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The impact of Patient and Public Involvement in the SlowMo study: Reflections on peer innovation

Research output: Contribution to journalArticlepeer-review

the SlowMo Patient and Public Involvement (PPI) team

Original languageEnglish
JournalHealth Expectations
Issue number1
Early online date28 Sep 2021
Accepted/In press2021
E-pub ahead of print28 Sep 2021

Bibliographical note

Funding Information: The Patient and Public Involvement team members who have given permission to use their names were Alice, Angie, Dan, Amy, Helen and Natalie (First names only) and [pseudonyms] Anthony and Alex. One PPI team member sadly died in the course of the study; she made an important early contribution and provided intelligence, kindness and wisdom. We would like to acknowledge the contribution of the additional research workers on the trial: Ujala Ilyas, Elâ Örücü, Valerija Lvova, Phoebe Marple‐Horvat, Rikesh Halkoree, Eva Tolmeijer, Vicci Smallman, Anna East, Catherine Belton and Michaela Rea, and the clinical teams in the South London and Maudsley NHS Foundation Trust, the Oxford Health NHS Foundation Trust and the Sussex Partnership NHS Foundation Trust for their support. This project (15/48/21) is funded by the Efficacy and Mechanism Evaluation (EME) Programme, a Medical Research Council and National Institute for Health Research partnership. P. G. and R. E. are partly funded by the National Institute for Health Research (NIHR) Biomedical Research Centre at the South London and Maudsley NHS Foundation Trust and King's College London. R. E. is supported by an NIHR Research Professorship (NIHR300051). D. F. is supported by an NIHR Research Professorship (NIHR‐RP‐2014‐05‐003) and the NIHR Oxford Health Biomedical Research Centre (BRC‐1215‐20005) and declares personal fees from the University of Oxford spin‐out company, Oxford VR. The views expressed in this publication are those of the author(s) and not necessarily those of the MRC, NHS, NIHR or the Department of Health and Social Care. Funding was obtained by Profs Garety, Emsley, Greenwood, Freeman, Fowler, Kuipers, Bebbington and Dr. Hardy. Publisher Copyright: © 2021 The Authors. Health Expectations published by John Wiley & Sons Ltd. Copyright: Copyright 2021 Elsevier B.V., All rights reserved.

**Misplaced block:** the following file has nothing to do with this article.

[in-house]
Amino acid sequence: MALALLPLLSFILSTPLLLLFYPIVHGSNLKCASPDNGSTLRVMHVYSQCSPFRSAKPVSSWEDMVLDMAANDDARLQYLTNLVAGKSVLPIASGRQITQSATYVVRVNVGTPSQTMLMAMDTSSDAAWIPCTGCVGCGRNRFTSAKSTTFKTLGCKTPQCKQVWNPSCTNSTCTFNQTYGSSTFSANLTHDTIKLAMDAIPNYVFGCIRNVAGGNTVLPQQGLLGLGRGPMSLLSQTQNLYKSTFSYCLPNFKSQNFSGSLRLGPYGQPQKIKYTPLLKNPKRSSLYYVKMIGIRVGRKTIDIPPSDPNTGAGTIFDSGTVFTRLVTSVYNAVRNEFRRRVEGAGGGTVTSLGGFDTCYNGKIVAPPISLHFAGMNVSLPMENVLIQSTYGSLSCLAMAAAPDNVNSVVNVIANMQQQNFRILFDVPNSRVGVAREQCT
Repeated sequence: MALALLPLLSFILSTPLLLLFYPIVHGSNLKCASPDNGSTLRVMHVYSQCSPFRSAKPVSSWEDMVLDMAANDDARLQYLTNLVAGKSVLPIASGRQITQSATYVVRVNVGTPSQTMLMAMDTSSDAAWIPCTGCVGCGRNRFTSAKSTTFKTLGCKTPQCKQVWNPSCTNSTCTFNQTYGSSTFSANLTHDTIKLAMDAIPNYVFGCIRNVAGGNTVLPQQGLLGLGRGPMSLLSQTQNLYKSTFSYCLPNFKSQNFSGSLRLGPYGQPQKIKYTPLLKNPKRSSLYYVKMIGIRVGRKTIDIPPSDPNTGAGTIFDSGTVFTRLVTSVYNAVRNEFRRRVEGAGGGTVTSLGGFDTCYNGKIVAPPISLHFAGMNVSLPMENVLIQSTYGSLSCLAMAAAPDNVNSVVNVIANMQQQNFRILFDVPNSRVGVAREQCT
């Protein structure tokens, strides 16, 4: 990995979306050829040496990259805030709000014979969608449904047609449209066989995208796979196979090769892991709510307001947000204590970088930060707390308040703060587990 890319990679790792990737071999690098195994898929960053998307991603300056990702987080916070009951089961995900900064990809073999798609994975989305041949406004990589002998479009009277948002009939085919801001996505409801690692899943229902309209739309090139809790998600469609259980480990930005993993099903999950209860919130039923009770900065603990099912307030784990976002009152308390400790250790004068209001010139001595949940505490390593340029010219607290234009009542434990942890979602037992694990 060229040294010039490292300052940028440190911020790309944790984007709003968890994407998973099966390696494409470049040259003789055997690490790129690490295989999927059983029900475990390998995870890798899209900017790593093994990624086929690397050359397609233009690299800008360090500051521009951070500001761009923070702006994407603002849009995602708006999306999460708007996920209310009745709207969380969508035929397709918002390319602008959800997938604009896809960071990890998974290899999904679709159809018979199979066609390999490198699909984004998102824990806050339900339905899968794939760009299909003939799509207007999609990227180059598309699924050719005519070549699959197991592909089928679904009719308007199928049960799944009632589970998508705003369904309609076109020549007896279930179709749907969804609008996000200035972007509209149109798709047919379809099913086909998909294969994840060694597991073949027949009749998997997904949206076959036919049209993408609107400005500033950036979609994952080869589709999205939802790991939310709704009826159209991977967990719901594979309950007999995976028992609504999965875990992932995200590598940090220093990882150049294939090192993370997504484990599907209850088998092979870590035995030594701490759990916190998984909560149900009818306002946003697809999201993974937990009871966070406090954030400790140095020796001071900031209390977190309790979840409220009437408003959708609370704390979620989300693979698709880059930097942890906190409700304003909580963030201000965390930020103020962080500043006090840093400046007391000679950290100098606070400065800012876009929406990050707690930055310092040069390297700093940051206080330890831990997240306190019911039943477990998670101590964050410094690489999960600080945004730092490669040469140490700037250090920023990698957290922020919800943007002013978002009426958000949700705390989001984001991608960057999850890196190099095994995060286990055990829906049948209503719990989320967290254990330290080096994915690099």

King's Authors


Background: The SlowMo study demonstrated the effects of SlowMo, an eight-session digitally supported reasoning intervention, on paranoia in a large-scale randomized-controlled trial with 362 participants with schizophrenia-spectrum psychosis. Aim: The current evaluation aimed to investigate the impact of Patient and Public Involvement (PPI) in the SlowMo study. Method: PPI members were six women and three men from Sussex, Oxford and London with experience of using mental health services for psychosis. They received training and met at least 3-monthly throughout the project. The impact of PPI was captured quantitatively and qualitatively through (i) a PPI log of recommendations and implementation; (ii) written subjective experiences of PPI members; (iii) meeting minutes; and (iv) outputs produced. Results: The PPI log revealed 107 recommendations arising from PPI meetings, of which 87 (81%) were implemented. Implementation was greater for recruitment-, data collection- and organization-related actions than for dissemination and emergent innovations. Qualitative feedback revealed impacts on study recruitment, data collection, PPI participants' confidence, knowledge, career aspirations and society more widely. Outputs produced included a film about psychosis that aired on BBC primetime television, novel webpages and journal articles. Barriers to PPI impact included geography, travel, funding, co-ordination and well-being. Discussion: A future challenge for PPI impact will be the extent to which peer innovation (innovative PPI-led ideas) can be supported within research study delivery. Patient and Public Contribution: Planned Patient and Public Contribution in SlowMo comprised consultation and collaboration in (i) design, (ii) recruitment, (iii) qualitative interviews and analysis of service users' experiences of SlowMo therapy and (iv) dissemination.

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